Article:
New Kentucky Bill Would Make Sports Betting Legal

US Sportsbooks · Bonus Codes · Betting News · Special Update

Kentucky is home to Thoroughbred horse racing as its top gaming industry. If a recent bill gains enough traction with state lawmakers, legal sports betting and daily fantasy sports (DFS) gambling might be added to the list.

House Bill 610 was recently filed by State Representative Adam Koenig. He is a Republican representing Erlanger, Kentucky. The goal of this proposed legislation is to bring legal sports betting to the state through existing horse racing tracks.

This would be the perfect marriage between one of Kentucky’s biggest industries and one of the fastest growing industries in the nation. Also included in the language of HB 610 is the addition of DFS and online poker to the gaming mix.

In-state horse tracks would be licensed by the state to offer sports betting on both professional and college sports. Available betting markets would also include other sporting events such as the Olympics.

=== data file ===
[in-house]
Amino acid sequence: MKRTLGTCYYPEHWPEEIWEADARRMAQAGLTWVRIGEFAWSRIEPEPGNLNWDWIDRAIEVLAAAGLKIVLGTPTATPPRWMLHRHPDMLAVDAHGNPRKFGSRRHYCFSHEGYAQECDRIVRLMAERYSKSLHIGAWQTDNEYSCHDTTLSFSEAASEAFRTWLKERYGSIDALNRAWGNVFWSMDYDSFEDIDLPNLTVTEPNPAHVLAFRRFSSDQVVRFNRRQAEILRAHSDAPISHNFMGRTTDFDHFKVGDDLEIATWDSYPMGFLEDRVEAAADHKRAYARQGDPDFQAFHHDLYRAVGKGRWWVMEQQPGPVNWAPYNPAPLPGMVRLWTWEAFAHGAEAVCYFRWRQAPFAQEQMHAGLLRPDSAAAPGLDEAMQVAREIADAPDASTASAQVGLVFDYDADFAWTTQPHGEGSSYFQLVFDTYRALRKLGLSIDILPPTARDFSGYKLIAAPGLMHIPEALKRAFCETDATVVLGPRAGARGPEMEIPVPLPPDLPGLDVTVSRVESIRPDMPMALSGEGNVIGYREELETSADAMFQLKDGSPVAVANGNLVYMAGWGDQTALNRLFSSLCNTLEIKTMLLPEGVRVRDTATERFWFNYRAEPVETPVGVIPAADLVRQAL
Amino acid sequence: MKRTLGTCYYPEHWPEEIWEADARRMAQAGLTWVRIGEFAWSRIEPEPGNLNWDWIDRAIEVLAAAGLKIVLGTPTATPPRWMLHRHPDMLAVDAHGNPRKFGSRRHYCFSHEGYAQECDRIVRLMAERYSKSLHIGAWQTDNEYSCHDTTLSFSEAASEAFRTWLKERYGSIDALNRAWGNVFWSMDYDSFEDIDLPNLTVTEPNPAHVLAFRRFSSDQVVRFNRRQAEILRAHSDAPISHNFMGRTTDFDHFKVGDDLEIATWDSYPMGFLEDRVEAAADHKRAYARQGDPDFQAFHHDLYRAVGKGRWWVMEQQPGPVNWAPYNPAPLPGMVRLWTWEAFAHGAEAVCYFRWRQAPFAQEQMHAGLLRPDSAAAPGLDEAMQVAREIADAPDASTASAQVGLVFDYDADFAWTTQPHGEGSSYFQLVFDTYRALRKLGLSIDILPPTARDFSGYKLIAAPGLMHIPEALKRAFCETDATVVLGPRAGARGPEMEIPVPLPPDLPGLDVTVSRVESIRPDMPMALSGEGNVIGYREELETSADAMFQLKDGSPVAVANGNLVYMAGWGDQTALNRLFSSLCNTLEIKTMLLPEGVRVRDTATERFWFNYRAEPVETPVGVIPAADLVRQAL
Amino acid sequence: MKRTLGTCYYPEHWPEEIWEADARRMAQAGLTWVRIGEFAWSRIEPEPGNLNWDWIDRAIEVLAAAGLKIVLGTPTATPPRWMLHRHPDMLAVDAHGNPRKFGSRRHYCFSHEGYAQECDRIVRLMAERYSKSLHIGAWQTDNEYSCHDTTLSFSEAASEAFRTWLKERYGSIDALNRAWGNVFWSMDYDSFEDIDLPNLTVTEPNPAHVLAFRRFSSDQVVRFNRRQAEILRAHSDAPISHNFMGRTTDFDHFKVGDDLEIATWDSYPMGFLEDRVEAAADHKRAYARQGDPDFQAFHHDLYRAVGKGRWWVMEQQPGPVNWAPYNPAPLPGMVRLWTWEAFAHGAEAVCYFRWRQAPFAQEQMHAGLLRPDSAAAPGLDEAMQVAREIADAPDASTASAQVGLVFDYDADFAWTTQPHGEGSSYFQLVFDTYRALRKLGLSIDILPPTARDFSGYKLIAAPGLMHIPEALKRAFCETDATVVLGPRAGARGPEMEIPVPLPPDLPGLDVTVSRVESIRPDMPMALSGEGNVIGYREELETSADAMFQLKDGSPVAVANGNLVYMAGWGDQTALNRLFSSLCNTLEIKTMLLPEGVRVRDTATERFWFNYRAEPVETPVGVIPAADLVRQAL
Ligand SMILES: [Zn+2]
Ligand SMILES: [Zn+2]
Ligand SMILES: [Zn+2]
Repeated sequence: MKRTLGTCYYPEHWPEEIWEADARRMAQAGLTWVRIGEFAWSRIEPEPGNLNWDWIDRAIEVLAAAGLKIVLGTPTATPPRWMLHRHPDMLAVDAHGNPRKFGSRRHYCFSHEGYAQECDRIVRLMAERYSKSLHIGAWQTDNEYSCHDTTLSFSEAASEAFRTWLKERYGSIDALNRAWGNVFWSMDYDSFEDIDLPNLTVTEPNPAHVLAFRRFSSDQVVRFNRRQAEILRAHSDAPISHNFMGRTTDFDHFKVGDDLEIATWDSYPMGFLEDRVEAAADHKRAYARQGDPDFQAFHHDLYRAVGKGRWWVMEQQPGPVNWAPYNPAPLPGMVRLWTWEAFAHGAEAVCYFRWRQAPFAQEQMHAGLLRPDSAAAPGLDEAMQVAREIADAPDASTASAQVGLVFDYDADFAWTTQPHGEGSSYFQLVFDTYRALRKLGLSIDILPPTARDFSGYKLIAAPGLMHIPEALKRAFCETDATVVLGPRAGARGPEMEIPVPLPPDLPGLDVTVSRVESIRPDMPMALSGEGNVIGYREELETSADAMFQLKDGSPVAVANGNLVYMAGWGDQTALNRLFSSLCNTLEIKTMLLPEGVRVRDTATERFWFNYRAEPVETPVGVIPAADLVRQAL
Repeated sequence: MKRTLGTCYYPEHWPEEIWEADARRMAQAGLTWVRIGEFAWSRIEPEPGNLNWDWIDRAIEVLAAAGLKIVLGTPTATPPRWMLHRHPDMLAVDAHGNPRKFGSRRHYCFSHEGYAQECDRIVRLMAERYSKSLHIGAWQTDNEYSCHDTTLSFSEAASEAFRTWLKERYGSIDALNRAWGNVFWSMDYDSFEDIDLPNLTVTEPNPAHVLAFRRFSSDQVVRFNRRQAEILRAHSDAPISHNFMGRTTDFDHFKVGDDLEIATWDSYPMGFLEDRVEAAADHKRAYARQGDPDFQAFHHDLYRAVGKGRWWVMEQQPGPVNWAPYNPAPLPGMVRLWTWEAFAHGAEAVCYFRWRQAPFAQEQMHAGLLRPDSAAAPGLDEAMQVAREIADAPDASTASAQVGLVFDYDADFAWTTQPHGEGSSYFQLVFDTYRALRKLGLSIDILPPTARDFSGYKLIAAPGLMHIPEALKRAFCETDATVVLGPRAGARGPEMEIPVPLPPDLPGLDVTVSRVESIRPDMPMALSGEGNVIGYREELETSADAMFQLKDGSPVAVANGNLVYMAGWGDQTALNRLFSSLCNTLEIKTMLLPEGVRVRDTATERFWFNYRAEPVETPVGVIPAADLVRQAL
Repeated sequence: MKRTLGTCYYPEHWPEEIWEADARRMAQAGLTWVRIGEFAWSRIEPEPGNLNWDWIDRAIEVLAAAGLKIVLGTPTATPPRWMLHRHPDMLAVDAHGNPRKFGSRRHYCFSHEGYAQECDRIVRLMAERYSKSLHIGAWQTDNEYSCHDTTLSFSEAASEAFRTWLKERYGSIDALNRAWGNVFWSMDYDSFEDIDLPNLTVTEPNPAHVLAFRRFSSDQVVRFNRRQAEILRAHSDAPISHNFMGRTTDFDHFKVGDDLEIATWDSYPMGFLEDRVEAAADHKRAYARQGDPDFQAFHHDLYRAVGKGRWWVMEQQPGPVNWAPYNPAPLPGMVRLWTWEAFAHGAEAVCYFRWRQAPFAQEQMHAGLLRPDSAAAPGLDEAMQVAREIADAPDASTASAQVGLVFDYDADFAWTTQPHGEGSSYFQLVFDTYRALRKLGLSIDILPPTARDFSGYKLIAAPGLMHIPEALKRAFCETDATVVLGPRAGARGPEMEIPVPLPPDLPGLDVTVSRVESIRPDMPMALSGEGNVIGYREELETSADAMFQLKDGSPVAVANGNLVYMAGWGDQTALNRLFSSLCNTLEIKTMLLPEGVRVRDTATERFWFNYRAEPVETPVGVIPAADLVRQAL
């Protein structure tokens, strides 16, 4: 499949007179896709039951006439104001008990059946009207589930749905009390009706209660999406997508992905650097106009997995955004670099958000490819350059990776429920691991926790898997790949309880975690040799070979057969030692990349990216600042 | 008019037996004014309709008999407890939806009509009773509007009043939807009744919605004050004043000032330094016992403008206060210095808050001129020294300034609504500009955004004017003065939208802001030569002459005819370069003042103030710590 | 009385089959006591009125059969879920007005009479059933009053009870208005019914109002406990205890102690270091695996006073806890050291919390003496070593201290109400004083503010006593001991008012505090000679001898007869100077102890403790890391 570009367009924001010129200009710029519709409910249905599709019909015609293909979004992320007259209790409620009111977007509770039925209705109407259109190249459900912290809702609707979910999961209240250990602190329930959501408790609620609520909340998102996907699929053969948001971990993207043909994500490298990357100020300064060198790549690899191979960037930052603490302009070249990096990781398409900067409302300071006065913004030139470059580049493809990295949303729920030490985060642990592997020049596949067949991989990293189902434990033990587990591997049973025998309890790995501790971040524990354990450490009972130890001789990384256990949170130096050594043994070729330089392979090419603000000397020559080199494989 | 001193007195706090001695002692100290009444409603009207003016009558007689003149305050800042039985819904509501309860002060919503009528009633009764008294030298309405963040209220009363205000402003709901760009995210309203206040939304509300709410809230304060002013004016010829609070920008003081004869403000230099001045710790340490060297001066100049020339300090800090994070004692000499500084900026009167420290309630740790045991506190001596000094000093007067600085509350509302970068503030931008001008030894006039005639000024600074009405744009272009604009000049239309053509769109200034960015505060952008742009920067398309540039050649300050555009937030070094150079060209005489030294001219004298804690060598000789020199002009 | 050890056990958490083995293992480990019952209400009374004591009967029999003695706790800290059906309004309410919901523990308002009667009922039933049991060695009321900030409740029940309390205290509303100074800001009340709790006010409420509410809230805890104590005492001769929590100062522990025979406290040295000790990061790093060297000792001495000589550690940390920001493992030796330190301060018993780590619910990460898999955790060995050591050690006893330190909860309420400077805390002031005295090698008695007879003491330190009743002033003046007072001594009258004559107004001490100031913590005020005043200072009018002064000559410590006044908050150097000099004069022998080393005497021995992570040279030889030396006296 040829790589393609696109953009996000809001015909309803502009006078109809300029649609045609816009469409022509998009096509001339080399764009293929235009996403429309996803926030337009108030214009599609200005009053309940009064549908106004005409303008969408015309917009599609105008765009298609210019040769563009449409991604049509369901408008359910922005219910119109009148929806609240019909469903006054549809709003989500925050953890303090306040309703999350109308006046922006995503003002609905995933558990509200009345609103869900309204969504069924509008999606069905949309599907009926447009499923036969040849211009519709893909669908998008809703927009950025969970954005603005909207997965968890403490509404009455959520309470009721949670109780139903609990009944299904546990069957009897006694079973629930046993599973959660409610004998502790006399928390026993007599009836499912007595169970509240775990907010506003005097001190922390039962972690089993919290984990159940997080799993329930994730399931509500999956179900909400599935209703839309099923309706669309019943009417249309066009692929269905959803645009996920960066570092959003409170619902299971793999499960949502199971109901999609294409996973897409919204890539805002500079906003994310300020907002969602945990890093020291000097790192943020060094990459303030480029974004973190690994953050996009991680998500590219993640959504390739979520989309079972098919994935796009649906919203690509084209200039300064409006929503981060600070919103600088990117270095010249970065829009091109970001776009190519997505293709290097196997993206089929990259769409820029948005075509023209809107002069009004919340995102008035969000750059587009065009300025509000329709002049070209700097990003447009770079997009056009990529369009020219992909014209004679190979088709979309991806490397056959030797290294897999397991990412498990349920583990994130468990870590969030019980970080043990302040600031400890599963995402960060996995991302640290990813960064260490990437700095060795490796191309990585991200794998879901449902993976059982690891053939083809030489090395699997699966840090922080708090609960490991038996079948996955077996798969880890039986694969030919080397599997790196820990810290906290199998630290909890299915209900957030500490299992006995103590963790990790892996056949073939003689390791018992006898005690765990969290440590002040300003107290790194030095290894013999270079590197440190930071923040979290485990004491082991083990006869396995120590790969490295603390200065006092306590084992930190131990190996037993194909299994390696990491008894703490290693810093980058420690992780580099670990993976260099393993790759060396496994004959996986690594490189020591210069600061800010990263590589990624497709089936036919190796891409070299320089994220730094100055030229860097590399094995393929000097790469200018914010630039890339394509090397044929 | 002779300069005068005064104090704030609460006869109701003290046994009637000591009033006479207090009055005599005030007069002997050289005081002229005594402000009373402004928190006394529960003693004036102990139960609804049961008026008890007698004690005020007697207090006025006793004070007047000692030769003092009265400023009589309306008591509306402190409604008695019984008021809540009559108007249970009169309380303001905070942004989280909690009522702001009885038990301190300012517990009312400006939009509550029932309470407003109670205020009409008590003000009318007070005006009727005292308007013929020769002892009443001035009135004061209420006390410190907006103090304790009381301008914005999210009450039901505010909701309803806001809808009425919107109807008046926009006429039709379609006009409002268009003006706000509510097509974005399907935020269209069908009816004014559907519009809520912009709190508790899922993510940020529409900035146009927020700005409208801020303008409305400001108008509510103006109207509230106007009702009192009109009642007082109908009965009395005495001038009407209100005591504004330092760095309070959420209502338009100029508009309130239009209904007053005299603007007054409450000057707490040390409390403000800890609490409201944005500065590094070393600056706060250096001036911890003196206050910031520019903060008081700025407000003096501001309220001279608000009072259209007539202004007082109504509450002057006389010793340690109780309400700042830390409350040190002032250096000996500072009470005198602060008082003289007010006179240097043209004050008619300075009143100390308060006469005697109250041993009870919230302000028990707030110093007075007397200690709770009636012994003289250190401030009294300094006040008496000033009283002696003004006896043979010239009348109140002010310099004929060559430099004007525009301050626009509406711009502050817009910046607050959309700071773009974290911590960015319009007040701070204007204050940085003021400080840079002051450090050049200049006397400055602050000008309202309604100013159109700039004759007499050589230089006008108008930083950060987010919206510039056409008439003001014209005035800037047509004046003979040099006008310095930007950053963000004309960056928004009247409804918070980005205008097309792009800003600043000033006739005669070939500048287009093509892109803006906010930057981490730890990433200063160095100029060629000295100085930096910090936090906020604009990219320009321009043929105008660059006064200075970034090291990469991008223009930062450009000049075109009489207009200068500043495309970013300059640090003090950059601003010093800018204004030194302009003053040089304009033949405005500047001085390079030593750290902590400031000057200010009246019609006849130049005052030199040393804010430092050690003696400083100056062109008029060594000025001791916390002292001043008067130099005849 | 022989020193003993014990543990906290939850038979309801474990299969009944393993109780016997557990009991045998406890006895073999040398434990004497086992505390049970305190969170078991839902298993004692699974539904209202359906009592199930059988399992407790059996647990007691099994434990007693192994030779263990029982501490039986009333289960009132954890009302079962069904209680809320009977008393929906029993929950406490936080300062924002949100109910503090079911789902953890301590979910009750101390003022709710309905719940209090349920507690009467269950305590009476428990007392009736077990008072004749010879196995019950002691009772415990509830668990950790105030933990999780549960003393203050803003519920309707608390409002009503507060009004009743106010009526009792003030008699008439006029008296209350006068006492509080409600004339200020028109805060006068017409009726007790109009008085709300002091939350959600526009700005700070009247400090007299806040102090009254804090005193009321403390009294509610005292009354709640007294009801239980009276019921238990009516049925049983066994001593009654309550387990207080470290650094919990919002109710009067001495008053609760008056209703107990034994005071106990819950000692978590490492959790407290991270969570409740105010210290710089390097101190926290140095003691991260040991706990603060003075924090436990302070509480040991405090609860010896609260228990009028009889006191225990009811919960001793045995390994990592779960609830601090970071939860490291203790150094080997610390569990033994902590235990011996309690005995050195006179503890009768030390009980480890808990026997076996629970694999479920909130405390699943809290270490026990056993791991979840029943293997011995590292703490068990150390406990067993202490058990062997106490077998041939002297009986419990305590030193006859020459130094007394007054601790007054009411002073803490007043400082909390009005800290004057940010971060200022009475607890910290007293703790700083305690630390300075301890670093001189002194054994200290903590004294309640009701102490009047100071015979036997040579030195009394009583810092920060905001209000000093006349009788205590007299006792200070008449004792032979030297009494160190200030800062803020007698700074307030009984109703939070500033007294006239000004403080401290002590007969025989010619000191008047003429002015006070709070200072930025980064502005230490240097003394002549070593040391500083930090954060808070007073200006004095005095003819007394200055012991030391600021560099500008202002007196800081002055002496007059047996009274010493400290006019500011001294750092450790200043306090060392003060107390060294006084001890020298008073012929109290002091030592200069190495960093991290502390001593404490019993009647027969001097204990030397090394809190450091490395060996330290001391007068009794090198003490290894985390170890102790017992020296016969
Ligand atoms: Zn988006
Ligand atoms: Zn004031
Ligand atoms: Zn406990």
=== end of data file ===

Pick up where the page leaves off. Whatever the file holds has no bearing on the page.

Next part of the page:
In an interesting twist, sports betting would be legal at individual race tracks through retail sportsbooks. Each track could also offer up to two offtrack gaming facilities within a 60 mile radius.

In 2021, Ellis Park announced plans to build an offtrack facility at Towne Square Mall. Along with simulcast horse races, this gaming venue would offer historic horse racing machines which are similar to slots.

The company then leased 62,000 square feet of space that used to house a JC Penney retail store.

In light of the recently proposed legislation, Ellis Entertainment LLC general manager Jeffery Inman confirmed his company’s interest in also offering legal sports betting.

The initial fee for a sports betting license would be set at $500,000. There would also be an annual renewal fee of $50,000. The addition of online poker would carry its own separate licensing fees. The initial cost would be $250,000 plus another $10,000 annually.

This is not Koenig’s first attempt to legalize sports betting in Kentucky. He mentioned that he filed a similar bill in 2019. At that time, he estimated that the state could take in as much as $22 million in annual revenue.

The new bill would create a Wagering Administrative Fund to cover the cost of issuing licenses. Any remaining funds would be put towards the Kentucky permanent pension fund. There would also be a state Problem Gambling Assistance Board along with a separate fund.

One of the issues Kentucky is facing is heightened gaming activity in neighboring states. The current competition includes both land-based casinos with retail sportsbooks and mobile sportsbook apps.

Written by Dave Schwab, our US Sports Betting Industry Expert.

The featured image for this post was sourced on Wikimedia Commons.